After an awesome several days visiting in Devine, it was time to get back into the swing of life as lived in the country. The first Monday of the month is always a busy one and it was no exception this month. The first thing I did was go out to the hospital and try to sell some more tickets on the beautiful quilt our Auxiliary is having a drawing for. The excitement was before and during the time I was there. A friend and I were visiting outside the parish office and a lady fell as she slightly turned to speak to us. Luckily she fell on the grass and a young man who was with us helped her up. She was not injured, thank heavens. The second excitement came when someone walking with a cane lost his balance and fell at the hospital. It took less than a couple of minutes before there were numerous people there to help him, and, luckily, he wasn’t hurt either! The rest of the day was pretty quiet after that! First Tuesday, as usual was a day of meeting, getting my booster shot, (which I didn’t know was going to happen, as they were given originally while I was still in Devine), and working in the gift shop that afternoon. It was almost boring after Monday! The rest of the week was pretty quiet, all things considered. We had a thunderstorm and a couple inches of rain on Wednesday and that was really great, as it was getting pretty dry, and a meeting that night. Also on Wednesday and Thursday, we had the funerals for two long time citizens of Yoakum.
Thursday evening my furnace was working fine, and then it quit. This wouldn’t be too bad, but I just paid a lot to have it fixed, the man was back out this morning and will be back later with whatever it is he needs to get it going again. My thought is, I survived 15º to 18º weather outside, with my thermostat turned to 69º, (due to a shortage of propane in my tank, and they couldn’t get here to bring me any), I can handle outside 56º and inside 66º with no problem. Now, I just have to wait and see what other exciting things will happen over the weekend! It’s never boring around here, I can definitely tell you that!
Thursday is Veteran’s Day. Veteran’s Day is the day we honor the veterans of all the wars. It is a day not only honoring those who lost their lives, but also honoring the living veterans.
Veteran’s Day had its beginnings at the end of World War I. This was known as the war to end all wars. It officially ended at the 11th hour of the 11th day of the 11th month of 1918 when the German officials signed the Armistice, which was a temporary suspension of hostilities by the agreement of Germany and the Allies. In actual fact, the war officially ended on June 28, 1919 with the signing of the Treaty of Versailles. It has been known as Armistice Day or Remembrance Day in other parts of the world.
According to Wikipedia the commemoration of Armistice Day was recognized in the United States by a proclamation from President Woodrow Wilson in 1919, with the words: “To us in America, the reflections of Armistice Day will be filled with solemn pride in the heroism of those who died in the country’s service and with gratitude for the victory, both because of the thing from which it has freed us and because of the opportunity it has given America to show her sympathy with peace and justice in the councils of the nations…”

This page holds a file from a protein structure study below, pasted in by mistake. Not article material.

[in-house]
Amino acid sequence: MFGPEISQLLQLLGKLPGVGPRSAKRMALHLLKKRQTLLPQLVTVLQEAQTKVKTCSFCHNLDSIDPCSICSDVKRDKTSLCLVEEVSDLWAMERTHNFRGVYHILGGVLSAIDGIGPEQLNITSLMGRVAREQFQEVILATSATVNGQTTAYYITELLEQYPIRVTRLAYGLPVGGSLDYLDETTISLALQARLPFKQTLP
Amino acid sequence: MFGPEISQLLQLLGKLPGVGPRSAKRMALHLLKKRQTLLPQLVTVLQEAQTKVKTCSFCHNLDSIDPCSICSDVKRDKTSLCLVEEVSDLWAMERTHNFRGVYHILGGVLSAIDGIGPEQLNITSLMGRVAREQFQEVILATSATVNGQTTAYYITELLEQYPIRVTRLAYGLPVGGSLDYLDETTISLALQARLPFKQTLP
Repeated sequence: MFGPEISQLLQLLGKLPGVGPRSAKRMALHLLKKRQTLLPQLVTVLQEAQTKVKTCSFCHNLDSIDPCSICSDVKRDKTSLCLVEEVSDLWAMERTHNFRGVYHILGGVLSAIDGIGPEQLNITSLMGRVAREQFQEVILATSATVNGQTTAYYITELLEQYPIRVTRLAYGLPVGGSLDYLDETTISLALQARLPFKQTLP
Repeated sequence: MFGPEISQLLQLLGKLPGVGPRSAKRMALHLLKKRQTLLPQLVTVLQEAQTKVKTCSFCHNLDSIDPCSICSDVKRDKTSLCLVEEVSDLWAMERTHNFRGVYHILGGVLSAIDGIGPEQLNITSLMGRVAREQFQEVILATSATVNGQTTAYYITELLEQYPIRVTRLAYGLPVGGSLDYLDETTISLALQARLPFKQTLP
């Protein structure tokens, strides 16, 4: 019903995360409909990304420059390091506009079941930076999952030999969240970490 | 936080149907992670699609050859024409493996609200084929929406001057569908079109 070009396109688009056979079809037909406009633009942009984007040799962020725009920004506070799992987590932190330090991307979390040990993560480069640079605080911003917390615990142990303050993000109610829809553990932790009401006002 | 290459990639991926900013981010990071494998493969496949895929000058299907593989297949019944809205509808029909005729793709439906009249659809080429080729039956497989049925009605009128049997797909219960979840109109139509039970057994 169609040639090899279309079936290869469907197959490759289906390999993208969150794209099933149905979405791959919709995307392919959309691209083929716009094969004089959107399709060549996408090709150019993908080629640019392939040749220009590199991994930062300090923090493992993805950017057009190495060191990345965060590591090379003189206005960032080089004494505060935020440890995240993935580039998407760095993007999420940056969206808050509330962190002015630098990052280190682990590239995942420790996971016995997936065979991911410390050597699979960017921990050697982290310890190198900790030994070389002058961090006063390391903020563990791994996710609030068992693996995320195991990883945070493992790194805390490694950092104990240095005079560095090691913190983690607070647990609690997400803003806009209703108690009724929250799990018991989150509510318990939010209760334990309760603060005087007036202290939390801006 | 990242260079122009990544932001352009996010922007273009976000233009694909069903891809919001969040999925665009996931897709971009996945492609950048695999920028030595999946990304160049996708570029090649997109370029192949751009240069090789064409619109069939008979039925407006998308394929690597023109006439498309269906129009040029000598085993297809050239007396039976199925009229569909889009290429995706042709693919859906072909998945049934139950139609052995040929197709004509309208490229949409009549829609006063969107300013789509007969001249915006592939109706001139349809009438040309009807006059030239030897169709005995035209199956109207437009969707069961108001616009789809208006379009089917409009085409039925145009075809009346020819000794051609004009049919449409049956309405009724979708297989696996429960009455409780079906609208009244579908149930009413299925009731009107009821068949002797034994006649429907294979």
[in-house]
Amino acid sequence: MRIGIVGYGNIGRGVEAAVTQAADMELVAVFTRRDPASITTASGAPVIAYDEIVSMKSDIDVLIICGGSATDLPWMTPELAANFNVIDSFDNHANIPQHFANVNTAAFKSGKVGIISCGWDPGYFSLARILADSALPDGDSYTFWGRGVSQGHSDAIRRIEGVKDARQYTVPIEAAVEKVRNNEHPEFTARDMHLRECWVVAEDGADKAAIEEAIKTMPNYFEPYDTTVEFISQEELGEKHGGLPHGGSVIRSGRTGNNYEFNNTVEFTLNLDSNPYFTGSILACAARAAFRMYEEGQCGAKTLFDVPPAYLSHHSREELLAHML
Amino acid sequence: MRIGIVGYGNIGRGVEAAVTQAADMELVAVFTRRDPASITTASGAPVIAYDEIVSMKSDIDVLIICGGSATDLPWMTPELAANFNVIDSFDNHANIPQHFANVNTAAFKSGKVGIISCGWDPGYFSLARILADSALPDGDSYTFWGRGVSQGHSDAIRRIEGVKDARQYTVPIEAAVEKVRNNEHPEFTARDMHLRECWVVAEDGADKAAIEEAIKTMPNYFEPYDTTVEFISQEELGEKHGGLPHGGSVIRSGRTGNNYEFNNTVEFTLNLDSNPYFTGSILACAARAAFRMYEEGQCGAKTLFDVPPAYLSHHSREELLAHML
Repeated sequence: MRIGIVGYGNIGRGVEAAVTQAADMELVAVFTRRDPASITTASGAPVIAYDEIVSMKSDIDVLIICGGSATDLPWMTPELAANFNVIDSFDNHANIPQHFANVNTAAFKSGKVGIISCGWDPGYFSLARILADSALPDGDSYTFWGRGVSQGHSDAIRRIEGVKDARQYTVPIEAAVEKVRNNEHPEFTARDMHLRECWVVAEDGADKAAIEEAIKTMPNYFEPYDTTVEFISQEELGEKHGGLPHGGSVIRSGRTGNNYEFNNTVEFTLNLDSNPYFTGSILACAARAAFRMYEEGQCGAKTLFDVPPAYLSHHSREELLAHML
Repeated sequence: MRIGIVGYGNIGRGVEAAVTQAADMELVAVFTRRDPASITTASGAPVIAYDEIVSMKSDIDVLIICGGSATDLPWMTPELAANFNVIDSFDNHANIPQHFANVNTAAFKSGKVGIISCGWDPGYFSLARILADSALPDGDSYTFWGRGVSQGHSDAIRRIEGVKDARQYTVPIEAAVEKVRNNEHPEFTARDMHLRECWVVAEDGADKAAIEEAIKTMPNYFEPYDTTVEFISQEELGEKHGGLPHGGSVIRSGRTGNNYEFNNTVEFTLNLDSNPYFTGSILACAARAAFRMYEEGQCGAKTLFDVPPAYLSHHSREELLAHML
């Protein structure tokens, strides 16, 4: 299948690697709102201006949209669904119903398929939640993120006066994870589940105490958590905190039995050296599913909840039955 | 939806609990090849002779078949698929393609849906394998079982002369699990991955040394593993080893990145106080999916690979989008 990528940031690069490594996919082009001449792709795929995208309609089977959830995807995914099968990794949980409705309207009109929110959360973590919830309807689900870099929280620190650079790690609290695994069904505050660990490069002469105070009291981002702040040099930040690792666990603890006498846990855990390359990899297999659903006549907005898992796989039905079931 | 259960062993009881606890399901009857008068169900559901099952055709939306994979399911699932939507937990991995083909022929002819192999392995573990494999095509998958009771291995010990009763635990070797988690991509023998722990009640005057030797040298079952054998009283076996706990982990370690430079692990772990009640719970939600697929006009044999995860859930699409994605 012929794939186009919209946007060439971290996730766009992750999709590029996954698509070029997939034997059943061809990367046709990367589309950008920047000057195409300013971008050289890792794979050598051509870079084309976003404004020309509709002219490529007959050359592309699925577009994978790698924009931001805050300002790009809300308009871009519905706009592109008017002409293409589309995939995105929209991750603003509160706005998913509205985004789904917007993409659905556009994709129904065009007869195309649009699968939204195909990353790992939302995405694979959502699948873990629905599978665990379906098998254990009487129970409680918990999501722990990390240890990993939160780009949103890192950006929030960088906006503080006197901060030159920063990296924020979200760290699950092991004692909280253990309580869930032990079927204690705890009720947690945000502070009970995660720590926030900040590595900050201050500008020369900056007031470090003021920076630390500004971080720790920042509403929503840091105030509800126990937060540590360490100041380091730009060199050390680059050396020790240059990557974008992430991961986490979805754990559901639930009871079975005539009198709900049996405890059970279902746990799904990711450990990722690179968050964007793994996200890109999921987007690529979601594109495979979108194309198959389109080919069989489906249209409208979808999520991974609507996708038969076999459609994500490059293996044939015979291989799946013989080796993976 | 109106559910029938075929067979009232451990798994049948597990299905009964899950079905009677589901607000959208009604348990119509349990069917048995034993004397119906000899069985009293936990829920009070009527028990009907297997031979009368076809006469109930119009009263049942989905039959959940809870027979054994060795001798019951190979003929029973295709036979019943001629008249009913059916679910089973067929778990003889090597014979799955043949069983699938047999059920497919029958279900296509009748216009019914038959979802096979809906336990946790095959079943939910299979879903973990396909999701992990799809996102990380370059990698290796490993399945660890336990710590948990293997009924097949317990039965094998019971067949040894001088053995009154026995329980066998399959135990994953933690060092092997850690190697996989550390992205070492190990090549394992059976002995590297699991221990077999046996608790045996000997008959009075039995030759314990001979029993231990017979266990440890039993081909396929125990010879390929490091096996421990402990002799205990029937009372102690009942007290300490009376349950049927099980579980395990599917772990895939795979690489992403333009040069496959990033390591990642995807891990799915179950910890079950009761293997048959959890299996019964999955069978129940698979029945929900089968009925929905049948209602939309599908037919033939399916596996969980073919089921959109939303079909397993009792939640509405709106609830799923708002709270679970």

An Act approved May 13, 1938, made November 11th of each year a legal holiday. This was a day to be dedicated to the cause of world peace and to be celebrated and known as “Armistice Day”. It was primarily set aside to honor veterans of World War I, however, in 1954, after World War II, and after American forces had fought aggression in Korea, the 83rd Congress, amended the Act of 1938 by striking out the word “Armistice” and inserting in its place the word “Veterans”. Then President Eisenhower signed this on June 1, 1954.
Veteran’s Day almost fell prey to a change of date, being moved to the fourth Monday of October by the Uniform Monday Holiday Act in 1968. This is the law that moved Washington’s Birthday, Memorial Day and Columbus Day. Due to protests by veterans groups, it was moved back to November 11th in 1978. It is a federal and state holiday in most states. Don’t forget to fly your flag proudly on November 11th!
Here’s a delicious recipe to begin getting things together for your Thanksgiving feast! It is very good, even though it is a little labor intensive. My daughter had a friend whose husband did some baking for his wife’s’ fellow workers and she would have one of these made for us every year!
1 cup sugar
2/3 cup canned pumpkin
1 teaspoon lemon juice
¾ cup flour
1 teaspoon baking powder
½ teaspoon nutmeg
½ teaspoon salt
1 cup walnuts (optional)
6-ounces cream cheese at room temperature (2 packages 3-oz each, or cut 6-oz from an 8-oz block)
1 cup powdered sugar
½ teaspoon vanilla
4 tablespoons butter softened.
Preheat oven to 375ºF. Blend cake ingredients (except walnuts) together until creamy, about 5 to 7 minutes. Grease and flour an 11” X 15” X 1” jelly roll pan (cookie sheet with sides). Pour batter into pan and top with the walnuts, if used. Bake in preheated oven for 18 minutes. While still warm, place a kitchen towel* (not terry towel) over pan and invert. If you used the walnuts, invert again so the nuts are on top. Sprinkle the cake with powdered sugar and roll up starting at a narrow side. Allow to cool completely and then unroll and fill with the following filling: beat together the cream cheese and butter until smooth, gradually add the powdered sugar and vanilla and spread on the cooled cake. Roll back up and place in the freezer until firm. Remove from freezer and cut into slices. Store in refrigerator. *If you don’t have any kitchen towels that are not terry type, use a 20-inch to 24-inch square from an old sheet.